The two British Isis members accused of involvement in the beheading of western hostages are being taken to Iraq by the United States military as the Turkish offensive in north-east Syria gets into its second day.
Now expectations are that they will be sent to the United States to stand trial for the murder of American journalists James Foley and Steven Sotloff and U.S. aid worker Peter Kassig.
The U.S. Justice Department has not announced any charges against the men, and it was not clear when or if they might ever be brought to America for prosecution, though Foley said Attorney General William Barr had privately told her that he wanted to see them face justice.
In case the Kurds or Turkey lose control, the United States has already taken the 2 ISIS militants tied to beheadings in Syria, known as the Beetles, out of that country and into a secure location controlled by the U.S. They are the worst of the worst!More news: Flustered Federer says fans inspired him to reach Shanghai quarters
Two British terrorists who were part of an Isis cell known as "the Beatles" have been removed from Syria and taken into USA custody. "It's an abdication of our responsibility to ensure safety for our own citizens and allies".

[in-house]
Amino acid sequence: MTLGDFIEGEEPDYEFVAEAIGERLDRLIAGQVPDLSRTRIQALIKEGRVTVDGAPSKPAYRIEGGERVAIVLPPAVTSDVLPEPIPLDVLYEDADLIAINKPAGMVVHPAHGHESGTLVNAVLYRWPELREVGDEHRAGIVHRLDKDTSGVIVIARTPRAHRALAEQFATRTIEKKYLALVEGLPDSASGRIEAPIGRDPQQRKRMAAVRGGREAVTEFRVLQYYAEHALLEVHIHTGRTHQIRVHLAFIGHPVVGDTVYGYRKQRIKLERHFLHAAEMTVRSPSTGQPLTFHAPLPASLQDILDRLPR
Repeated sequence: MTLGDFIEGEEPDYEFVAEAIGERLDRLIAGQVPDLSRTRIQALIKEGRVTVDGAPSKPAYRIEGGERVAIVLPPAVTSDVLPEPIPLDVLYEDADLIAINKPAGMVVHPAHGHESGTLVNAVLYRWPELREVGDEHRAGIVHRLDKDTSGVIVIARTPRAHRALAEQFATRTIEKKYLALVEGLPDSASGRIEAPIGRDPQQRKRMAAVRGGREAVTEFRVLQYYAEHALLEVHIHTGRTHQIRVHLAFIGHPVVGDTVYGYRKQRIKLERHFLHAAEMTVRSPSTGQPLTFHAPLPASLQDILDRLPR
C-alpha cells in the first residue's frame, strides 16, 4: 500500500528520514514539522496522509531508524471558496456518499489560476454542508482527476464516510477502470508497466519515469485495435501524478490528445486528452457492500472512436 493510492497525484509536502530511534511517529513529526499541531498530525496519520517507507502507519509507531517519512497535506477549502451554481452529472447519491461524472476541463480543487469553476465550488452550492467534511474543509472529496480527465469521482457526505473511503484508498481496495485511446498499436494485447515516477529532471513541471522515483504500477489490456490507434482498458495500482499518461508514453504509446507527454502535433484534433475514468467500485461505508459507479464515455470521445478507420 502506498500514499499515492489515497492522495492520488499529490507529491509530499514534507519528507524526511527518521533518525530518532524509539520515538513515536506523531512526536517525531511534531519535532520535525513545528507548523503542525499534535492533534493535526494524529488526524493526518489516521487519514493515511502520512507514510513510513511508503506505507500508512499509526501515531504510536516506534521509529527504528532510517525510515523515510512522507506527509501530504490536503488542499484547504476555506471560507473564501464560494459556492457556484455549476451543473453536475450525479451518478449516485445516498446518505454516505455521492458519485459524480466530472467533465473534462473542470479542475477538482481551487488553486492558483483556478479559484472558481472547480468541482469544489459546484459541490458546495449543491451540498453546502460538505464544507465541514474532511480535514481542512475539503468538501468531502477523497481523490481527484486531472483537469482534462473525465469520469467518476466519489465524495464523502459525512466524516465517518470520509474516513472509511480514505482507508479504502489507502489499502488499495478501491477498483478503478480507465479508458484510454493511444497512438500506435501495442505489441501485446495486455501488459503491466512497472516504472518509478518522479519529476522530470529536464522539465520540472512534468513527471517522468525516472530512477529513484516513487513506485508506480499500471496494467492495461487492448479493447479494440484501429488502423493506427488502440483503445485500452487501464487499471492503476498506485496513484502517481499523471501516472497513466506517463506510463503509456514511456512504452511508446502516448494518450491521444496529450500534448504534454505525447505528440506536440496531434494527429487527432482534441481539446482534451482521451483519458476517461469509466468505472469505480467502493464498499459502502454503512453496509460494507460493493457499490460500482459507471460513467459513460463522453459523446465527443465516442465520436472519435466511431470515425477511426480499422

But guarding those prisoners is now expected to be less of a priority for the Kurdish forces as they rush to defend their territory against the invading Turkish military. The US has since removed Elsheikh, along with fellow British ISIS fighter Alexanda Kotey, from the Syrian prison to an undisclosed location.
Mohammed Emwazi, the man who killed Foley, Sotloff, Kassig and other hostages in 2014, was killed in a drone strike the following year. Attacks had taken place in the immediate vicinity, they said.
He stated the vital therapy included headlocks, punches and stress positions. But he denied any involvement in mock executions or waterboarding. He said Emwazi saw the killing of journalists and aid workers as warranted because they had "come to interfere in our internal affairs".More news: IS militants hit US-backed Kurdish fighters in north Syria
Kotey, left, and Elsheikh, read a news article about themselves during an interview with The Associated Press at a security center in Kobani, Syria in 2018.
A call is expected within the impending weeks from the Supreme Court of the United Kingdom on whether or no longer the British government's offer to section proof on Elsheikh and Kotey, absent a promise from the USA that the men will no longer face the demise penalty, violates British legislation. The other, Aine Davis, was caught in Turkey and jailed for seven and half years in 2017, for being a member of a terror organisation.
"The last thing anyone wants is for the process to be. fudged in order to get them before a court that they can then challenge", he said.More news: Expecting little out of US-China trade talks
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